My husband was in the Army for 35 years. He graduated from West Point in 1942. We got married as soon as he graduated, and right after that, we moved to Fort Bragg where he did some training. We lived in billeting and slept on army cots for a few weeks – there were no facilities for wives showing up like I did. The post was chaos, with people coming and going, and crammed into overcrowded billeting.
After a few weeks he shipped out to England. I went back to live with my parents, and we didn’t see each other again until late 1945. During that time, we wrote letters back and forth, and didn’t speak to each other for three years. We used to number the letters as we sent them, because often he would get a packet of letters all at the same time, without any way to know which ones had been written first. We had to be careful with what we said, because military censors read every letter. It wasn’t so much that we were worried about giving away secrets; it was more that it was embarrassing to have someone else read our private words to each other. We would have said a lot more if we had dared. After all, we had only been married a month or so before he left.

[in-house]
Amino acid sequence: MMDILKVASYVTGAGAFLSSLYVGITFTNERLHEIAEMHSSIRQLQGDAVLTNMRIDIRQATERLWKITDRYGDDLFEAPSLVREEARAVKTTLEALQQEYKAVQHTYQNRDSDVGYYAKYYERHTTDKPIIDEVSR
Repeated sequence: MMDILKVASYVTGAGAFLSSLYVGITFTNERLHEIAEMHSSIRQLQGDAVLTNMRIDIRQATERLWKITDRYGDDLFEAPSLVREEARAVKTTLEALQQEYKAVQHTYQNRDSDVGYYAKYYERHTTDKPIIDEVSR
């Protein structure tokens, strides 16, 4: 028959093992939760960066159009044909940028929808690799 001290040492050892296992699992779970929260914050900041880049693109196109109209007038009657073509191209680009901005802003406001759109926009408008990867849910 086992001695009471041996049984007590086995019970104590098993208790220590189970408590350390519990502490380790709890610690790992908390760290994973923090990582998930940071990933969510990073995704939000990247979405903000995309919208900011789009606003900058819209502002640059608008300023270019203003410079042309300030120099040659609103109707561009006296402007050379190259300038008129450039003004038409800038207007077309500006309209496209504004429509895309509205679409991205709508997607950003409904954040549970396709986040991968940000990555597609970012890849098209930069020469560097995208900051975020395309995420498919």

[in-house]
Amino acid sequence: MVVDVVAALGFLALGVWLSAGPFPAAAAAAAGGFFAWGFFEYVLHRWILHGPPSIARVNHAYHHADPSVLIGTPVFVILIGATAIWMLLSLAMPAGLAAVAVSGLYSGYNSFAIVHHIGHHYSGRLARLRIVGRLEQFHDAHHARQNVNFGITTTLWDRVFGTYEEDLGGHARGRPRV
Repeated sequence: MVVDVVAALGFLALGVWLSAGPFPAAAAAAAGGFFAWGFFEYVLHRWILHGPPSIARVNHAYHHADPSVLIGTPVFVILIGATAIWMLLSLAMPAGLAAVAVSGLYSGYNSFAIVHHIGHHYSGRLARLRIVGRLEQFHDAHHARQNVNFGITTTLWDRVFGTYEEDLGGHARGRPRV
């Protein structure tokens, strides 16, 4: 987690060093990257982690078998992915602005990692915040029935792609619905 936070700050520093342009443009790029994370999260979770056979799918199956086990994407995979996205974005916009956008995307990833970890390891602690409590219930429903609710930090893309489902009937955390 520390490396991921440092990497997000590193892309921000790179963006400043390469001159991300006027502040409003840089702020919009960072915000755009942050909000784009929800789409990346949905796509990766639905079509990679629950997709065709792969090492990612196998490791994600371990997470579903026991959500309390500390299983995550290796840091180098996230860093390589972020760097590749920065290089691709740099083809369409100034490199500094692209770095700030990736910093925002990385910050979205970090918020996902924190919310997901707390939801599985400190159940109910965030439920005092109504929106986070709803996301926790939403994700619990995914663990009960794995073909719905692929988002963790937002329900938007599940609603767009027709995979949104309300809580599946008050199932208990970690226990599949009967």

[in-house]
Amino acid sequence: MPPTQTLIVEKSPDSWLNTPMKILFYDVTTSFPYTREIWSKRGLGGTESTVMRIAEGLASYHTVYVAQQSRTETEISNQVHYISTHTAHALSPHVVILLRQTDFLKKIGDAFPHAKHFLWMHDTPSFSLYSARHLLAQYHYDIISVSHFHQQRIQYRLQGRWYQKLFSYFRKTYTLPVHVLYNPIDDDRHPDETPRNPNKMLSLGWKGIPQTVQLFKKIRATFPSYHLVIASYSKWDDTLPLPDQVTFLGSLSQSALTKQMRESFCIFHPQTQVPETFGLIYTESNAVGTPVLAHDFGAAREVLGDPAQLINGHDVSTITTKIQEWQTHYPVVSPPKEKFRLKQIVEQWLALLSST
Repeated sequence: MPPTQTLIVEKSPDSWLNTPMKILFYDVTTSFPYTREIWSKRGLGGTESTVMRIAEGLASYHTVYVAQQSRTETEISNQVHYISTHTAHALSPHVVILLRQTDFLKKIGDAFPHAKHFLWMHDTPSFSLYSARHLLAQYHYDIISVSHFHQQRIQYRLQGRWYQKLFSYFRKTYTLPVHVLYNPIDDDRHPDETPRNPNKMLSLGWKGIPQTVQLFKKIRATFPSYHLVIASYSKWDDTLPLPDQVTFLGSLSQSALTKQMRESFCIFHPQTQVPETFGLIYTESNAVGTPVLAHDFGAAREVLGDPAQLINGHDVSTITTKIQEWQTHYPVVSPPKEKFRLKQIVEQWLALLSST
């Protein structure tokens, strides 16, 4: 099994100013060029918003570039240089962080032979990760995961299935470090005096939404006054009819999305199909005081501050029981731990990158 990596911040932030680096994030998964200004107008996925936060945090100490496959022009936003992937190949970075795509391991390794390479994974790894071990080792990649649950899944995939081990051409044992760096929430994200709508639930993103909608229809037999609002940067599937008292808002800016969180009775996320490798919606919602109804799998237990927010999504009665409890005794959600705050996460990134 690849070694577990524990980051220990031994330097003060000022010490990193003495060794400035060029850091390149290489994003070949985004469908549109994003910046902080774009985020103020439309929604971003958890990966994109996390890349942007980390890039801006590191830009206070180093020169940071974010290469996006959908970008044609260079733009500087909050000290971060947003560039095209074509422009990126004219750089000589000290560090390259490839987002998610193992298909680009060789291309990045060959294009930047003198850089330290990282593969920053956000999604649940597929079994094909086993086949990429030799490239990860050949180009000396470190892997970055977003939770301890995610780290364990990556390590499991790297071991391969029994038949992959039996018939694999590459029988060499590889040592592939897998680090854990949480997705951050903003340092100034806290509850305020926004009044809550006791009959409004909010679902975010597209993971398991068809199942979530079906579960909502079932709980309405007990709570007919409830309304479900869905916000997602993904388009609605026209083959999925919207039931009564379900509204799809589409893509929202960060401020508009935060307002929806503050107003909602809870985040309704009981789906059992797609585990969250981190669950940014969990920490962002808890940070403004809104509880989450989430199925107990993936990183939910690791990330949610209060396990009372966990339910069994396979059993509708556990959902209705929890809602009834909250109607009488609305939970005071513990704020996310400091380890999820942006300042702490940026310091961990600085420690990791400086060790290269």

Later on, after the war, there were stories about our men with the English girls, and when they got to Germany, the frauleins turned many heads. I suppose I didn’t think about that while he was gone. We all of us assumed that our husbands and wives would be faithful. Like the song says, Don’t sit under the apple tree, with anyone else but me.
How nerve-wracking it was to wonder if he was still alive, I cannot describe. It was not so bad until 1944, when it became clear that something was going to happen. He was an infantry officer and was part of the first wave to land on Omaha Beach. Most of the men in his command died during the landing.

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